Solid advice Jose – thanks. I wonder if in 5-10 years we will all wake up to realize the “get it all done”, “multi-tasking” “take on the world” myth was just that – a myth. I too am learning to focus on 1 personal and 1 professional goal at a time and it is working. The best part is I can actually see and feel the results much faster!
Thanks! I agree. I’m starting to see more stories about the negative effects of multi-tasking, but modern society still largely pushes us to get it all done. It’s great to focus on 1 big thing and see results instead of trying to juggle 10 different things.
This was a solid article!
It’s so true that lack of focus can really stifle one’s progress.
I’m implementing the law of focus to my personal development blog and everything else is secondary and not as important.
Man, I loved this. This article is so well written, I actually shared it on a couple of my social pages! Keep up the solid work Mr. Ramos!!
I’ve heard it time and again and after reading your article, I’m convinced it must be true.The most successful are people are the ones who know how to focus on what’s important.
The Olympic athletes usually have singular sports which they focus on excel at. And the world class musicians and artists also concentrate on singular trades. Focus is essential if one wants to get to the top.
Thank you for sharing! This was, indeed, an insightful article.
Thanks! Great point. When it comes to athletes, we praise their singular focus in 1 area of life. Yet, when it comes to our own personal and professional lives, many times we wear busy-ness and trying to do it all as a badge of honor. The most successful people turn down good options to make room for great options.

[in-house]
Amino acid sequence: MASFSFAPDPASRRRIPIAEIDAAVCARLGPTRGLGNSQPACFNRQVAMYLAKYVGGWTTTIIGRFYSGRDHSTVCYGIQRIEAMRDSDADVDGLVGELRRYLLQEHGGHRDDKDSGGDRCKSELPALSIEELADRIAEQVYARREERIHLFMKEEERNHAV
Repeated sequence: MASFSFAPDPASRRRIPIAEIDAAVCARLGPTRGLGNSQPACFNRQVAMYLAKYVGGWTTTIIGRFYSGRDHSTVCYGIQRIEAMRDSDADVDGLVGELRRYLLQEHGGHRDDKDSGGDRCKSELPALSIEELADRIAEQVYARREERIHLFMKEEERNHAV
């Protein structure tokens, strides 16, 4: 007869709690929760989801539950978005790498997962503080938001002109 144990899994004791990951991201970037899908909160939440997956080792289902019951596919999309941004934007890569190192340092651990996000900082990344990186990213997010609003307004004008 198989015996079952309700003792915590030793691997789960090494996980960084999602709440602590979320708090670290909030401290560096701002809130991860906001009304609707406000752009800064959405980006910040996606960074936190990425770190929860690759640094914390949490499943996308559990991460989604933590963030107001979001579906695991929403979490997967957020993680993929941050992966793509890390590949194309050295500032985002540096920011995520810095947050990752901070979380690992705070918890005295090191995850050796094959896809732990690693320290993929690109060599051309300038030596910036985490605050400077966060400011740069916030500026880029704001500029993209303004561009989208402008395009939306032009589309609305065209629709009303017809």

Very nice blog post. As a writer, I am learning this lesson. I write in different genres and two languages and it’s very difficult at times. This year I decided to be more proactive. I wrote more specific goals for the year and I write short term goals every two weeks and revise. Writing down my goals and
keeping track of what I do has helped me a lot. I see that I’m achieving what I set out to do, so far! I liked it so much, I posted it on my twitter. Keep it up! Much success.
This article resonates with me. I used to trying set goal for each area of my life – health, finance, career, and so on – and ended up overwhelmed with so many tasks to do.
I’ve had the same experience. The right balance for me without being overwhelmed is having 1 big career goal and 1 big personal goal at a time.
Thank you for your article.
i am trying many things at a single time and i cant successfully completed even one think.
so from today i am starting one goal at a time.
thanks a lot.
Really good article. I thought you were writing about me in the first few paragraphs. I need to get control of this and take your advice of “one at a time”. Maybe then I will actually get somewhere.
awesome picture on top.
Setting goals is crucial, and working for them every day, day in and day out, till you have achieved them.
thanks for article
Great post,it’s all about finding your purpose and then going all in on that purpose.
Focus and purpose leave to results and fulfillment right?
Thanks for the post and I will be back for more, keep up the good work too!!
Great stuff Jose! One goal at a time is what I have always believed, but seldom practiced. Thanks for the insight and reminder.
I love this quote,”We can design our lives in a way that facilitates the achievement of what we want the most.” Your way of thinking is exactly how I am able to exercise regularly, eat healthy, and keep my finances in check.